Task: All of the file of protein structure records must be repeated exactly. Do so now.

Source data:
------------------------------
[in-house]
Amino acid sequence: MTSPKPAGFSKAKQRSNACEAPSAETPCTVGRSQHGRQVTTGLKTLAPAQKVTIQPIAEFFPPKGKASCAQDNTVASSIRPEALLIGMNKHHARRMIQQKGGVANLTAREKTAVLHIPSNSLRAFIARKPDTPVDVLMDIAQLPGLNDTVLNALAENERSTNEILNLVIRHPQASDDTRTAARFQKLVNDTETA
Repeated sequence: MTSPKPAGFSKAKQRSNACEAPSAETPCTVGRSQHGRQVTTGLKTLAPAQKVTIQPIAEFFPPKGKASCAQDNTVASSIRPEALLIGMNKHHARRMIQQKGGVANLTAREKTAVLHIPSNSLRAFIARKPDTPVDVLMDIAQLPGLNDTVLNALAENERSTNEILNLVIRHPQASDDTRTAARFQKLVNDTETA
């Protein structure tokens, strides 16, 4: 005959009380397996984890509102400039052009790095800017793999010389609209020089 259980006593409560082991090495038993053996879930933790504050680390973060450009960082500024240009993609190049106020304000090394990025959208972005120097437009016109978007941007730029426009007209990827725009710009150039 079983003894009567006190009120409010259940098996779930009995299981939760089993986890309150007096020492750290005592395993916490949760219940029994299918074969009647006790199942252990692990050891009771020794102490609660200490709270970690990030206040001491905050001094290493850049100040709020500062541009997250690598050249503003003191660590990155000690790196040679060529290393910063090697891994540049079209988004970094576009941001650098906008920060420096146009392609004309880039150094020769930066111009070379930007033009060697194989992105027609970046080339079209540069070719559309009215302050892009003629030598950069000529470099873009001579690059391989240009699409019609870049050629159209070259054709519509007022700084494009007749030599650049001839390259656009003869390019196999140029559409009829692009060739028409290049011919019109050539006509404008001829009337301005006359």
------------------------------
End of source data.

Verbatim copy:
[in-house]
Amino acid sequence: MTSPKPAGFSKAKQRSNACEAPSAETPCTVGRSQHGRQVTTGLKTLAPAQKVTIQPIAEFFPPKGKASCAQDNTVASSIRPEALLIGMNKHHARRMIQQKGGVANLTAREKTAVLHIPSNSLRAFIARKPDTPVDVLMDIAQLPGLNDTVLNALAENERSTNEILNLVIRHPQASDDTRTAARFQKLVNDTETA
Repeated sequence: MTSPKPAGFSKAKQRSNACEAPSAETPCTVGRSQHGRQVTTGLKTLAPAQKVTIQPIAEFFPPKGKASCAQDNTVASSIRPEALLIGMNKHHARRMIQQKGGVANLTAREKTAVLHIPSNSLRAFIARKPDTPVDVLMDIAQLPGLNDTVLNALAENERSTNEILNLVIRHPQASDDTRTAARFQKLVNDTETA
């Protein structure tokens, strides 16, 4: 005959009380397996984890509102400039052009790095800017793999010389609209020089 259980006593409560082991090495038993053996879930933790504050680390973060450009960082500024240009993609190049106020304000090394990025959208972005120097437009016109978007941007730029426009007209990827725009710009150039 079983003894009567006190009120409010259940098996779930009995299981939760089993986890309150007096020492750290005592395993916490949760219940029994299918074969009647006790199942252990692990050891009771020794102490609660200490709270970690990030206040001491905050001094290493850049100040709020500062541009997250690598050249503003003191660590990155000690790196040679060529290393910063090697891994540049079209988004970094576009941001650098906008920060420096146009392609004309880039150094020769930066111009070379930007033009060697194989992105027609970046080339079209540069070719559309009215302050892009003629030598950069000529470099873009001579690059391989240009699409019609870049050629159209070259054709519509007022700084494009007749030599650049001839390259656009003869390019196999140029559409009829692009060739028409290049011919019109050539006509404008001829009337301005006359």